In the county the population was spread out with 25.90% under the age of 18, 9.90% from 18 to 24, 27.60% from 25 to 44, 22.40% from 45 to 64, and 14.20% who were 65 years of age or older. The median age was 36 years. For every 100 females there were 100.00 males. For every 100 females age 18 and over, there were 98.00 males.

There were 40,646 households out of which 32.90% had children under the age of 18 living with them, 53.00% were married couples living together, 12.40% had a female householder with no husband present, and 30.60% were non-families. 26.30% of all households were made up of individuals and 11.20% had someone living alone who was 65 years of age or older. The average household size was 2.52 and the average family size was 3.05.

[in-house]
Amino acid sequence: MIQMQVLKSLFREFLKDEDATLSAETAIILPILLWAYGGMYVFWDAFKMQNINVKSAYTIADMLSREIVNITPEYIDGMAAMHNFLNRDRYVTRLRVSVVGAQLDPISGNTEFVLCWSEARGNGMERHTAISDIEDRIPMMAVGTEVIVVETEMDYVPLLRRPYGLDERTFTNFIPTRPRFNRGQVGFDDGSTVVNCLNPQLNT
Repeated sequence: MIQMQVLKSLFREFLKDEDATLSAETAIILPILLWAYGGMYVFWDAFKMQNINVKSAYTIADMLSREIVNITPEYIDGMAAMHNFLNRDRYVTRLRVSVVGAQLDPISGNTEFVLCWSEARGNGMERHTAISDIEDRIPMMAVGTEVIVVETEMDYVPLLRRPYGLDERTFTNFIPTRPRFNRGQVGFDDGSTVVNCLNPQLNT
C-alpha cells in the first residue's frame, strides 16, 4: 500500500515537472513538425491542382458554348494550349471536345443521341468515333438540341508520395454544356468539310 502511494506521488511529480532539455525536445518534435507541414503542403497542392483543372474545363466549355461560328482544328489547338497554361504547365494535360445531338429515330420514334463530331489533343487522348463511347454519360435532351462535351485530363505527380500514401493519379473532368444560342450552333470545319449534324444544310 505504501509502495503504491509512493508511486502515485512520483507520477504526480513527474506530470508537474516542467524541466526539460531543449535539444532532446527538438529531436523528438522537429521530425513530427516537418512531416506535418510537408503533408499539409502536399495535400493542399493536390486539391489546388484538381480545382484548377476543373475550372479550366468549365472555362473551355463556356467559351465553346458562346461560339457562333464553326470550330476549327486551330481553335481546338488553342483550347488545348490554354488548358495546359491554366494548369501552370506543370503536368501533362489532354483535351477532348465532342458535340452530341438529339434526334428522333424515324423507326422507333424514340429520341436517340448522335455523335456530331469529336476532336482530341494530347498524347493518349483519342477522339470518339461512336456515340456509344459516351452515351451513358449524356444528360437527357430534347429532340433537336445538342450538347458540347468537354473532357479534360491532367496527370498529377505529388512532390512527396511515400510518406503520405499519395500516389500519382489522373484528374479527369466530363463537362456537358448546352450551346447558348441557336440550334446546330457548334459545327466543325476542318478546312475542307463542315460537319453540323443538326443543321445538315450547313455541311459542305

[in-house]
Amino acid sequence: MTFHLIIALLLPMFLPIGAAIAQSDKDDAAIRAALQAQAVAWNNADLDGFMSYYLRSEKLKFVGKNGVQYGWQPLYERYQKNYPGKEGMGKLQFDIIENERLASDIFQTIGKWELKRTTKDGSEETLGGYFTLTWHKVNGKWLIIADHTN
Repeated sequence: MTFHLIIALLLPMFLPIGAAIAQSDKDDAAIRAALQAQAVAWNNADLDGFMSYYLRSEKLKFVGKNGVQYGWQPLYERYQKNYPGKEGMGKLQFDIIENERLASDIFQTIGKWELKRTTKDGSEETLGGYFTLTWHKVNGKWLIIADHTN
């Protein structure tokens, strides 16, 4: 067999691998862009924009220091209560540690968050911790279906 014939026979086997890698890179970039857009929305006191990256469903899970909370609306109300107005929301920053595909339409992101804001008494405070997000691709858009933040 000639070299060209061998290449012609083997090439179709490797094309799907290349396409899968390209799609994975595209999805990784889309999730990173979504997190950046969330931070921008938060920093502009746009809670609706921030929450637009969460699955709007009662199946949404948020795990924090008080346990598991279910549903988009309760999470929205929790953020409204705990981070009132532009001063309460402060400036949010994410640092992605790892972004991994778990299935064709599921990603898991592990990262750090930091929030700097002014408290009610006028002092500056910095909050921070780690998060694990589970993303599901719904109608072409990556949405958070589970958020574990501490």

As of the census[20] of 2000, there were 108,473 people, 40,646 households, and 28,208 families residing in the county. The population density was 268 people per square mile (104/km²). There were 44,245 housing units at an average density of 109 per square mile (42/km²). The racial makeup of the county was 84.95% White, 12.19% Black or African American, 0.21% Native American, 0.55% Asian, 0.01% Pacific Islander, 0.63% from other races, and 1.45% from two or more races. 1.42% of the population were Hispanic or Latino of any race. 33.8% were of German, 14.2% American, 8.8% Irish and 6.6% English ancestry according to Census 2000.

Demographics

Adjacent counties

According to the U.S. Census Bureau, the county has a total area of 407 square miles (1,050 km2), of which 402 square miles (1,040 km2) is land and 4.4 square miles (11 km2) (1.1%) is water.[14]